Highlights and lowlights
In other words, what worked and what didn’t?
Positive experiences include:
- Many volunteers can be mobilised within little time.
- More information (channels) were available for everyone (with internet connection).
- Self-organizing help (who does what) works overall, with volunteers gathering and providing information, helping in the deployment of sandbags, and aiding the volunteers through infrastructure and consumables.
Some negative experiences were:
- No weighting or ranking available, making it difficult to estimate the importance and urgency of information and requests. Subjective criteria like proximity and local knowledge can help but may be misleading.
- A blurring between private and official channels.
- A lack of feedback and checks led to occasional proliferation of wrong information.
- Too many helpers and a lack of coordination can have a negative impact (coordination, gawkers, …).
But apparently, a lack of coordination can also affect public authorities (article on Cicero).
Algorithms to the rescue?
It’s obvious that the problems described above are not specifically German or flood-related. They are problems that haunt any undertaking of a large crowd. In my humble opinion, there are two main avenues to overcome the problems and thereby increase the utility of social media: Improved filtering and ranking, and improved platforms.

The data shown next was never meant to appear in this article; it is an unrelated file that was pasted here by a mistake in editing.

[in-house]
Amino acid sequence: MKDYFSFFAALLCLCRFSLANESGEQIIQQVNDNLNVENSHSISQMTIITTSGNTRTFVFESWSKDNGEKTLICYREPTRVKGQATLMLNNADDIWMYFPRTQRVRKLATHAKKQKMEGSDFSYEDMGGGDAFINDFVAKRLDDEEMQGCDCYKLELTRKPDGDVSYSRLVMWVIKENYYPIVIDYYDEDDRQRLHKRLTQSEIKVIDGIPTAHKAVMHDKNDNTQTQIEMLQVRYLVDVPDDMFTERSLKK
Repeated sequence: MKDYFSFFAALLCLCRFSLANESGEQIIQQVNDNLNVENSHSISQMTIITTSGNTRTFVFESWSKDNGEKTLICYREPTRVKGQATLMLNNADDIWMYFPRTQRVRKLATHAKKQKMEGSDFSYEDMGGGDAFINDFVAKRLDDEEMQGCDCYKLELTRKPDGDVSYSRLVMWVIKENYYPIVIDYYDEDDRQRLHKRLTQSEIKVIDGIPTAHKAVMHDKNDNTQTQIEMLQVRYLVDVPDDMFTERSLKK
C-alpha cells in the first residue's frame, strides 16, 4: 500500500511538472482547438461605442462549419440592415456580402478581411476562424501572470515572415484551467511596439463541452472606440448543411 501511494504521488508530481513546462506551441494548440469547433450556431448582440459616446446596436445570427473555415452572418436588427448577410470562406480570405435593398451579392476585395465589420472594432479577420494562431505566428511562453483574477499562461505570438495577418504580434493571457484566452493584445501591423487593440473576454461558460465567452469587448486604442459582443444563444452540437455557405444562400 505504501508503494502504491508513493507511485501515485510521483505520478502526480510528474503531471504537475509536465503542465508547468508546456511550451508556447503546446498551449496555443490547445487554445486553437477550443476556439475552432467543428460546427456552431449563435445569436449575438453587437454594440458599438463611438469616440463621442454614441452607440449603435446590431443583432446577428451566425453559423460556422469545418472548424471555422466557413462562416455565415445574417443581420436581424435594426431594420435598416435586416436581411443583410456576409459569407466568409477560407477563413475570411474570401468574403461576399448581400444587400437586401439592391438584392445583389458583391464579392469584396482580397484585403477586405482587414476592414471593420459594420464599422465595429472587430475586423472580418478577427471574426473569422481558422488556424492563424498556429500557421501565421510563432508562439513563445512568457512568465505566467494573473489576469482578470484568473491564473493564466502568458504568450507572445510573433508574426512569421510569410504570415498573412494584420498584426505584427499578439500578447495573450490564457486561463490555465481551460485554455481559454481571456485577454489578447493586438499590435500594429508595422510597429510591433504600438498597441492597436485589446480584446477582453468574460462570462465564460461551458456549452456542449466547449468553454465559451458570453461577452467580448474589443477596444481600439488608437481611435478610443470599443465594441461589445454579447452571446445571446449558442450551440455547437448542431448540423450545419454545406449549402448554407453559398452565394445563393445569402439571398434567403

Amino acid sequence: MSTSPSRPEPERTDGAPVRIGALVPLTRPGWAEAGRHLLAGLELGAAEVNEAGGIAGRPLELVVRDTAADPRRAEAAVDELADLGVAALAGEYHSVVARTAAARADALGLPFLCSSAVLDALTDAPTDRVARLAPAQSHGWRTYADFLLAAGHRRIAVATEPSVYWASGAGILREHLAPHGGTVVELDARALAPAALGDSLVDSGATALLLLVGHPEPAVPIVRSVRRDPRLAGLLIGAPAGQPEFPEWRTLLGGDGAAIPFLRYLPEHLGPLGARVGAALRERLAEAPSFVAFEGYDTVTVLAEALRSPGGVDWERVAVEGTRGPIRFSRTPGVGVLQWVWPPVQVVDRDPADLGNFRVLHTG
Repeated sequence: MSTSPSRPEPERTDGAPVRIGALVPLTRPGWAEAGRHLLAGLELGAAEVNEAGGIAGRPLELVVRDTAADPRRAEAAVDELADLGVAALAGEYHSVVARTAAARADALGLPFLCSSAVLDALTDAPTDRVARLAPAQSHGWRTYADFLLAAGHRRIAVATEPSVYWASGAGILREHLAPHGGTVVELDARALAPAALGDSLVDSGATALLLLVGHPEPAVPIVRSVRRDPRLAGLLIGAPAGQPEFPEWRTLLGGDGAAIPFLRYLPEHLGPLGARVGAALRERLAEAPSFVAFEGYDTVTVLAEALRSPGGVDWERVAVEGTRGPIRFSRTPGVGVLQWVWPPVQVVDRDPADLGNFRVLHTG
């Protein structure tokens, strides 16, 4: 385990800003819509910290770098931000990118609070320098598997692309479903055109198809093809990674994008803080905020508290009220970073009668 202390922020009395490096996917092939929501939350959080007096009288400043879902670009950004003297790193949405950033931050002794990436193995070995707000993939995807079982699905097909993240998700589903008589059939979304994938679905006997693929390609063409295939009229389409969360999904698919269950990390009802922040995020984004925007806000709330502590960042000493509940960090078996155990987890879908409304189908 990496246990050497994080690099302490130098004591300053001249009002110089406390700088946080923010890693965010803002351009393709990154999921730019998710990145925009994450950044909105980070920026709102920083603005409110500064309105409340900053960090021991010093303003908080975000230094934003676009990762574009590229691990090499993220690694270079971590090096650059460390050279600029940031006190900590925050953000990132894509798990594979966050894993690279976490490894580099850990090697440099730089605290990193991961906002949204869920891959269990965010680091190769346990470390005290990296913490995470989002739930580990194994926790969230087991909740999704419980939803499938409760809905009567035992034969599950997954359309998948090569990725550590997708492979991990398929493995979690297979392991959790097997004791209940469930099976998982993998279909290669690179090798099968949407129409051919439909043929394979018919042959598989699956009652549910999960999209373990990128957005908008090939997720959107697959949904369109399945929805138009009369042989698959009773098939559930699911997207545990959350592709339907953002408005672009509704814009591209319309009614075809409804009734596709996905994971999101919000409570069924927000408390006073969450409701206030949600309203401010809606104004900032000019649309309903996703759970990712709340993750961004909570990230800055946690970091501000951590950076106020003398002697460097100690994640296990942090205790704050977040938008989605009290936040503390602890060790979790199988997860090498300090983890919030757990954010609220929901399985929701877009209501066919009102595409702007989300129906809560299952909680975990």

I have been an advocate for algorithmic filtering and ranking of social media messages for some time now (see my research publications and this blog). Various studies show that even in critical situations like disasters, algorithmic approaches can provide two important advantages: First, they can filter out noise and redundant messages. And second, they can organize and enrich the remaining information to faciliitate human curation. Examples for algorithmic approaches include Swiftriver and GeoCONAVI, with ongoing research for example at the QCRI. The Ushahidi platform and the Stand-By-Task-Force are examples for successful human (crowd sourced) filtering and curation.